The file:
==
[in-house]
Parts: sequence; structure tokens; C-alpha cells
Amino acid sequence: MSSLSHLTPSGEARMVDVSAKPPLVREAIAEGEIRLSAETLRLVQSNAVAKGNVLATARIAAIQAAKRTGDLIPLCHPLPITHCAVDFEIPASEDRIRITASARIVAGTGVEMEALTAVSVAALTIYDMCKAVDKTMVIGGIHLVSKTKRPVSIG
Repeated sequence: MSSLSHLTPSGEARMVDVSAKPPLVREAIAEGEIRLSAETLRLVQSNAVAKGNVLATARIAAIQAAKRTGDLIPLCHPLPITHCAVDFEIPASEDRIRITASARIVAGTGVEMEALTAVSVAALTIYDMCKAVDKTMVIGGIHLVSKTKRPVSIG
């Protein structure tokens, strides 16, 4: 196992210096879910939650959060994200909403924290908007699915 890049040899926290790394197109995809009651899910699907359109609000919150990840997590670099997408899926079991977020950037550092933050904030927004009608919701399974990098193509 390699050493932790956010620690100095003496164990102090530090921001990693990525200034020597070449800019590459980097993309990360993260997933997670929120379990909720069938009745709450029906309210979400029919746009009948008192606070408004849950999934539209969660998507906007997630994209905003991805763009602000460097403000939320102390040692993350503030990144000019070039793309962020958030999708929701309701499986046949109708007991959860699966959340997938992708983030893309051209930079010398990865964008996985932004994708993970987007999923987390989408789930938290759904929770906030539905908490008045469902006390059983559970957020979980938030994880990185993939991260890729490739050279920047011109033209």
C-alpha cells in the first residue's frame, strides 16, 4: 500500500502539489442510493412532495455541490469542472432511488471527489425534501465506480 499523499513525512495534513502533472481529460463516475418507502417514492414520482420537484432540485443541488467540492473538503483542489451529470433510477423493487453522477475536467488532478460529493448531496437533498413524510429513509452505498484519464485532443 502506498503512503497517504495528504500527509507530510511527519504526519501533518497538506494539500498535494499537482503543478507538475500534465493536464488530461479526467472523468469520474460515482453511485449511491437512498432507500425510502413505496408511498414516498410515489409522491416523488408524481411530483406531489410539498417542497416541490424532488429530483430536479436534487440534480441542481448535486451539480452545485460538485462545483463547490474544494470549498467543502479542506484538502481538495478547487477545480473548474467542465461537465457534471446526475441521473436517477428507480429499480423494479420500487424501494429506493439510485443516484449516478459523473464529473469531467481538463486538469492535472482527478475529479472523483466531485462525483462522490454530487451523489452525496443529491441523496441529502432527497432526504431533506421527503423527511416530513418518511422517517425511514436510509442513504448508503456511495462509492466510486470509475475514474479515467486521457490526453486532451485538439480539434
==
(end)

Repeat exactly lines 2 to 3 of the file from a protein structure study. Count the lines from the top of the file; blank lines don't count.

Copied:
Parts: sequence; structure tokens; C-alpha cells
Amino acid sequence: MSSLSHLTPSGEARMVDVSAKPPLVREAIAEGEIRLSAETLRLVQSNAVAKGNVLATARIAAIQAAKRTGDLIPLCHPLPITHCAVDFEIPASEDRIRITASARIVAGTGVEMEALTAVSVAALTIYDMCKAVDKTMVIGGIHLVSKTKRPVSIG